Food: Provocation

From the Series: Food

Photo by IAEA Imagebank, licensed under CC BY SA.

What is Food?

Over the past decade or so, the study of food has exploded. Students are clamoring to get into courses that have the term “food” somewhere in their name, conferences are jammed with paper sessions on food (I counted well over 200 papers with food as a keyword at my last disciplinary conference), journals that publish food-related research are back-logged, and many colleges and universities are rushing to put together dedicated interdisciplinary food studies programs. The very existence of this particular “field note” for this website speaks to this phenomenon. No doubt this interest has been fueled by the manifold and multi-scalar social and ecological crises in food production, distribution, and consumption that have plagued recent history. I would contend that it also owes to widespread popular fascination with all things food-related and, let’s face it, the hope that the research/study itself will somehow incorporate the pleasure of eating, even if only virtually. From my own research and teaching, I can attest that many of the forms of activism around food that have proliferated recently (school gardens, food education programs, urban farms) are undergirded by activists seeking pleasure in gardening, cooking, and eating and wanting to pass those pleasures on to others.

All of this is taking place as if “food” as an object of study speaks for itself, as if we all know what we mean when we refer to food studies. But consider the very disparate ways in which scholars approach food. Some of what goes under the name of food studies can be quite descriptive, even effusive – such as a paean to a particular meal in off-beat diner - or a to a mid-summer freshly picked peach. Conversely, some scholarship isn’t about food per se; rather food serves as a vehicle to explore broader questions, for example, the politics of urban redevelopment, histories of colonialism, or the creation of café culture in the developing world. Methodologically, what goes as food studies is wide-ranging, from political economy analyses of global food supply chains, to histories of particular commodities, to archeological studies of early human diets, to cultural studies of foodways and food texts (e.g., cookbooks), to spatial analysis of neighborhood food availability, to participant-observation of food-oriented social movements, to efficacy studies of dietary education, to nutrition science itself.

What is food? I’m struck that the rapid growth of food-related research and teaching is oddly inattentive to this core question. As an interloping geographer I say that to an audience of anthropologists with real hesitancy, knowing that food has been central to the discipline since its inception and that many in the field have used food and food practices to think about how various social boundaries are made, or alternatively breeched. Still, it seems to me that the question of what exactly bounds food itself as an object has largely been ignored in contemporary food studies. And yet, it is this question that lies at the heart of many of the ethical, aesthetic, cultural, and political debates about the future of food. Genetically modified corn, soil (now used in high-end restaurants), in vitro meat, pink slime, vitamin-fortified water, hemp seed oil, monosodium glutamate, processed nutritional supplements, zero-calorie foods, and even packaged snack foods are all substances that in different ways test the boundaries of what constitutes food. Moreover, many communities of practice – for example molecular gastronomy, the “real food” movement, food science – in some sense exist to police or redefine these boundaries. I would posit further that the contestation among these different communities generally turns on the privileging of or disdain for various biological, cultural or technological elements of food. For instance, slow foodies may privilege cultural heritage and accept only artisan technologies, while food scientists may privilege what is digestible and nominally nutritious and downplay the cultural “yuck factor” of particular food inventions such as cultured meat.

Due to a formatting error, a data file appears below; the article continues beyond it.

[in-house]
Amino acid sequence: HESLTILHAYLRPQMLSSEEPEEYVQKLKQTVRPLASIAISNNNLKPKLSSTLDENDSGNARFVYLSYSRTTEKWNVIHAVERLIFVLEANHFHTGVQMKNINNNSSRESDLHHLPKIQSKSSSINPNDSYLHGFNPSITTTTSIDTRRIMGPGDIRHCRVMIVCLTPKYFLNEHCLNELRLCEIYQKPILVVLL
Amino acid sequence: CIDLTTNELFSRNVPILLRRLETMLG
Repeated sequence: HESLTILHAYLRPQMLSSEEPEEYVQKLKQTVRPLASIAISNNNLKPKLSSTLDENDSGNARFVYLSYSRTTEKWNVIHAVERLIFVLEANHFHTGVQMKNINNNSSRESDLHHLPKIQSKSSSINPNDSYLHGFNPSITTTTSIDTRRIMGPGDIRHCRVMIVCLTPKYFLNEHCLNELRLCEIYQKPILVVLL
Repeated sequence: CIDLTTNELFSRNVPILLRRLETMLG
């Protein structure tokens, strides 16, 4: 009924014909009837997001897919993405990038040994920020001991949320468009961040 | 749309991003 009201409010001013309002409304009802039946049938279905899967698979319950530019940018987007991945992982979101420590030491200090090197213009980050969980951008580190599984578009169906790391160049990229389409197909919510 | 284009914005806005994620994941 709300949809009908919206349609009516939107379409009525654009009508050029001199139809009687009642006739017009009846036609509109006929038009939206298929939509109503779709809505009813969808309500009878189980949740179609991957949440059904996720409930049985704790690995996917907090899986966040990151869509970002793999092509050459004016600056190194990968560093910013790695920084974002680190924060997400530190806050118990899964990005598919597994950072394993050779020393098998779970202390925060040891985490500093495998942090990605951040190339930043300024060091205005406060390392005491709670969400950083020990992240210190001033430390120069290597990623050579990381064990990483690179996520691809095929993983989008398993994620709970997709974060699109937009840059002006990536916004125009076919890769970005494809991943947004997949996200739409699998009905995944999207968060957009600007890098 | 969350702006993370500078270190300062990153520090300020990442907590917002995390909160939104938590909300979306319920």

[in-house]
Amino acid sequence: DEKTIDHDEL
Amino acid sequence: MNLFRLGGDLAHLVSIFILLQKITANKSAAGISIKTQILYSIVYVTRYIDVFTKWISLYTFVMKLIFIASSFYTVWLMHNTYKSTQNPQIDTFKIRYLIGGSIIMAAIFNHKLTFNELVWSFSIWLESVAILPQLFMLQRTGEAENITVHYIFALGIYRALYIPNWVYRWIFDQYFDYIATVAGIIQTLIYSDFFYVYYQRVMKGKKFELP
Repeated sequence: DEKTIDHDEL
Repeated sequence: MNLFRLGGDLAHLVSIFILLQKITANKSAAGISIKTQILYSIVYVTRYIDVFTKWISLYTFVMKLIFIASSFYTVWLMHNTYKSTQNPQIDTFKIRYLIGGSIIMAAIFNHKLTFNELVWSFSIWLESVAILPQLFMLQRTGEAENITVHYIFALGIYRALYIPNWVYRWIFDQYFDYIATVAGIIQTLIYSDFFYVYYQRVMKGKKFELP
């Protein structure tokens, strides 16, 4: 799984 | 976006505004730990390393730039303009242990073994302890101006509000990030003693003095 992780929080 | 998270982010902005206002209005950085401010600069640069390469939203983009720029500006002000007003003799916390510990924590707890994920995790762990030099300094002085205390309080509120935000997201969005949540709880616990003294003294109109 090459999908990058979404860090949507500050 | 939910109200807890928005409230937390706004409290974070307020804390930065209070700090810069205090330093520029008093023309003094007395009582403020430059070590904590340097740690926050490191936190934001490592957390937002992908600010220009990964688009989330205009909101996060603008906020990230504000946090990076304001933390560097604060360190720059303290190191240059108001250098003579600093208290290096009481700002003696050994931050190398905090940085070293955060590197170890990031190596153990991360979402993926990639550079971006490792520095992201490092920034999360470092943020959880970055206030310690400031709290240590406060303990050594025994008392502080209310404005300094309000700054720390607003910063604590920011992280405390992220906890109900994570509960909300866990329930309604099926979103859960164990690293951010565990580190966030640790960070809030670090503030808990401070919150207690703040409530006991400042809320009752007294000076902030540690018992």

So, what would food studies look like if “what is food” became a more central question? Would it unify the field, or bring realization that we’re all doing very different things? Would it make clearer the distinctions between descriptive, analytical and normative approaches, the last indicated by “sustainable food” as a field of inquiry? Would it bring more attention to knowledge practices, knowing that what is known, how it is known, and whose knowledge counts are immanent in a variety of issues of contemporary concern about food (consider food sensitivities and allergies, for example)? Would it broaden our research to other sites and contexts, beyond say, fields and dinner tables to labs and dietary primers? Would it challenge some of the intense moralism that has prevailed in many approaches to food studies, as evident in the recurring “what to eat” messaging? Perhaps I am missing something, and what is food is already being asked and answered, particularly in cultural anthropology. Still, I wonder what a more cross-disciplinary investigation of this topic could generate, and how it could shape public conversations about the future of food.